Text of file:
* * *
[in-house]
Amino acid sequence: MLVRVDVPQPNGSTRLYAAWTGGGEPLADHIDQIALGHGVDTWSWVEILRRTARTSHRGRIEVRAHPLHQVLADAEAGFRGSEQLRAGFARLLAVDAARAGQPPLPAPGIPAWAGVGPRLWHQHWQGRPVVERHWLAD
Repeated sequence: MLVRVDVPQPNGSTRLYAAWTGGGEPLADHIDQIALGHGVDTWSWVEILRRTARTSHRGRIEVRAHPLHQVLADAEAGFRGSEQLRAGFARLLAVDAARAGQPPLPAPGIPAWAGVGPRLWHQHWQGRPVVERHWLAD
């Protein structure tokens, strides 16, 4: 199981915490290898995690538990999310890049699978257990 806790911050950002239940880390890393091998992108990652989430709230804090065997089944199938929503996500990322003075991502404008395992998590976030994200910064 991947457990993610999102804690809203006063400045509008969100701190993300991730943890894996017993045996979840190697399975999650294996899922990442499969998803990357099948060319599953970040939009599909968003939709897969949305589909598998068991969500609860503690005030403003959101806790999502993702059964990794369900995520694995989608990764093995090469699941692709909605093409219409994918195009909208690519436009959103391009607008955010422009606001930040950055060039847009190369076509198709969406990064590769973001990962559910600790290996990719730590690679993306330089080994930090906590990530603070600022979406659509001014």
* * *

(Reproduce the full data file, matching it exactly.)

[in-house]
Amino acid sequence: MLVRVDVPQPNGSTRLYAAWTGGGEPLADHIDQIALGHGVDTWSWVEILRRTARTSHRGRIEVRAHPLHQVLADAEAGFRGSEQLRAGFARLLAVDAARAGQPPLPAPGIPAWAGVGPRLWHQHWQGRPVVERHWLAD
Repeated sequence: MLVRVDVPQPNGSTRLYAAWTGGGEPLADHIDQIALGHGVDTWSWVEILRRTARTSHRGRIEVRAHPLHQVLADAEAGFRGSEQLRAGFARLLAVDAARAGQPPLPAPGIPAWAGVGPRLWHQHWQGRPVVERHWLAD
């Protein structure tokens, strides 16, 4: 199981915490290898995690538990999310890049699978257990 806790911050950002239940880390890393091998992108990652989430709230804090065997089944199938929503996500990322003075991502404008395992998590976030994200910064 991947457990993610999102804690809203006063400045509008969100701190993300991730943890894996017993045996979840190697399975999650294996899922990442499969998803990357099948060319599953970040939009599909968003939709897969949305589909598998068991969500609860503690005030403003959101806790999502993702059964990794369900995520694995989608990764093995090469699941692709909605093409219409994918195009909208690519436009959103391009607008955010422009606001930040950055060039847009190369076509198709969406990064590769973001990962559910600790290996990719730590690679993306330089080994930090906590990530603070600022979406659509001014």